Korean Community in Toronto: From a Nigerian Perspective

2022-07-19 11:07
The Korean culture is deeply impacted by Confucian principles and this extends not only to individual lives but also to businesses. Confucianism supports group harmony, respect for elders and authority, the significance of family, friendliness, ancestors, and also tradition. The Nigerian culture on the other hand has a traditional values system which includes respect for elders, chastity among women folk, the quality of labour, nationalism towards one’s community, courage and self-reliance. 

The Korean community of Toronto origin makes up one of the largest non-European ethnical groups in Canada. Korea is a country in East Asia and I'm proud to be working with the Korean Canadian Community. Nigeria is a country in West Africa and I'm proud to be a citizen. There are numerous similarities and differences between the Koreans and Nigerians but the main difference I've seen is the difference in the number of languages spoken in the countries. Nigeria is a bilingual country while Korea is a monolingual country. That is, Nigeria has multiple languages while Korea has one language. To be more exact, Nigeria has over 500 languages while Korea speaks the Korean language. However, Both countries converse in an official language which is English language. Korea is well-known for its various and elegant traditional wear known as hanbok. While Nigerian clothing includes Buba, Kaba, iro, gele, and iborun or ipele. Other than traditional attires, the people also wear western attires. 

Koreans are well-known for creating food trends. This includes Korean fried chicken, which is different from typical fried chicken. They're also well-known for Kimchi. Kimchi is distinct for its spicy taste, crispiness, and pungent smell. Nigeria is known for their colorful dishes from different ethnic groups that comprise Nigeria. Like any other west African cuisine, it uses spices and sauces with palm oil or groundnut oil to produce deeply flavoured sauces and soups. 

The Korean Canadians contribute immensely to the Canadian economy through different ways similar as close relations, strengthened by people-to-people ties, as well as Canada's first and only free trade agreement in the Asia- Pacific region. Holding an event in Canada isn't delicate for the Korean Canadian community. 

Attending an event organized by the Korean Toronto community has proven to me that the Koreans are warm, friendly, inviting, non-discriminative, and honest people. Attending their events showed me how they interact with outsiders, their amazing delicacies, delightful games for families and lots more. From the experience I've gotten from attending a Korean event, I would be suitable to contribute to my community in a positive, warm way through love, and openness.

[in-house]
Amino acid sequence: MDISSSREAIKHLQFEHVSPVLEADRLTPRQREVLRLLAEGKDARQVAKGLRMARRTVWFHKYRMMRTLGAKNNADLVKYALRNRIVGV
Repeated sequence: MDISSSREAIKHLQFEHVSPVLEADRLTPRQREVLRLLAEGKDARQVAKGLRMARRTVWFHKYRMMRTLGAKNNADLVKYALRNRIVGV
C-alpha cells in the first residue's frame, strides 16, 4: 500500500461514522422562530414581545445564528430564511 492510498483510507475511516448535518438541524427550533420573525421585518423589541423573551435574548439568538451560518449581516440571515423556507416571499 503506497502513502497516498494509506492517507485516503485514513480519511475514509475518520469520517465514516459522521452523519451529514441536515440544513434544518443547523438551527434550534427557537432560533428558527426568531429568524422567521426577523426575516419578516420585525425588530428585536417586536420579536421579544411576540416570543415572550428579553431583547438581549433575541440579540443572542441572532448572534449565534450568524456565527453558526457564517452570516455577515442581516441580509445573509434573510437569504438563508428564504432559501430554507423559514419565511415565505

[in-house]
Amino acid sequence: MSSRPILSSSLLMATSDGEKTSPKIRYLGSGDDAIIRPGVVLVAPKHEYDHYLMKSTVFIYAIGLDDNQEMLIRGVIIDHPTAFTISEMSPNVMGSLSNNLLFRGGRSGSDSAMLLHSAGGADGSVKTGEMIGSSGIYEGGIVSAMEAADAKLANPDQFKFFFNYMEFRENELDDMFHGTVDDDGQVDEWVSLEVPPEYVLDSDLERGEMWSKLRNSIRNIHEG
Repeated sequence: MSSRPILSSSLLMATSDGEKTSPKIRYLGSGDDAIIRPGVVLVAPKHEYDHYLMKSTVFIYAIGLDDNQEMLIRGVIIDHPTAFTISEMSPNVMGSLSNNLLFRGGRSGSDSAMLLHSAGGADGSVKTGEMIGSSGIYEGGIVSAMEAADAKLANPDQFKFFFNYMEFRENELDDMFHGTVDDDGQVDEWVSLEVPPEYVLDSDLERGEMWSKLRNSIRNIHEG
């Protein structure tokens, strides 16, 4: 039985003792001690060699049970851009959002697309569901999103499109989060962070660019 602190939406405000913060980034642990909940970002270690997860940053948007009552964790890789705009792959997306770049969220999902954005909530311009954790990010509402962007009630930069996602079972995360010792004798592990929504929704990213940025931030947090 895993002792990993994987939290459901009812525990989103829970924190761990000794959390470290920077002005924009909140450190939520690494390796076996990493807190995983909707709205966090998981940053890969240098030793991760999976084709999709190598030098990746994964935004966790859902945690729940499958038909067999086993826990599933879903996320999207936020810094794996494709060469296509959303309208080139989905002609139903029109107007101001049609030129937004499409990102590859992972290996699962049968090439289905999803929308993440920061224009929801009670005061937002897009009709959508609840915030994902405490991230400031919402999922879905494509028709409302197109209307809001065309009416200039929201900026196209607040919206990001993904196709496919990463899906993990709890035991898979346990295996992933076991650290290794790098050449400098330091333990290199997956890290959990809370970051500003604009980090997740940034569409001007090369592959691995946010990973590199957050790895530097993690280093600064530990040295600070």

The majority of Canadians of Korean origin report they're either Protestant or Catholic. At the same time, another 4 said that they were Buddhist. Nigeria on the

other hand report that they're either Islam, Christians or Catholic while there are still a lot of people who still do the traditional way of worshipping. Nearly all Canadians of Korean origin can carry on a discussion in at least one of the country’s functionary languages. Most can dialogue in an official language which is the English language. 


People with Korean origins living in Canada are much more likely than the rest of the population to have a university degree which isn't so different from Nigeria because utmost have university degrees too. Canadians of Korean origin make up a large share of all Canadians employed in operation positions. 

Indeed non-Koreans like me could enjoy Korean culture through the services of For You Telecare Family Service without visiting Korea. In particular, their Family Funday is a hanbok contest, Taekwondo performance, or colorful Korean-oriented events enjoyed by Koreans in Korea, in which all the conditioning are transferred to Canada as it's in Korea, with succulent Korean refections. 


If you happen to know Korea through K-Pop, BTS, Kimchi, etc. and want to experience Korean culture and interact with Korean and Korean-Canadians in Toronto, I recommend For You Telecare Family Service.
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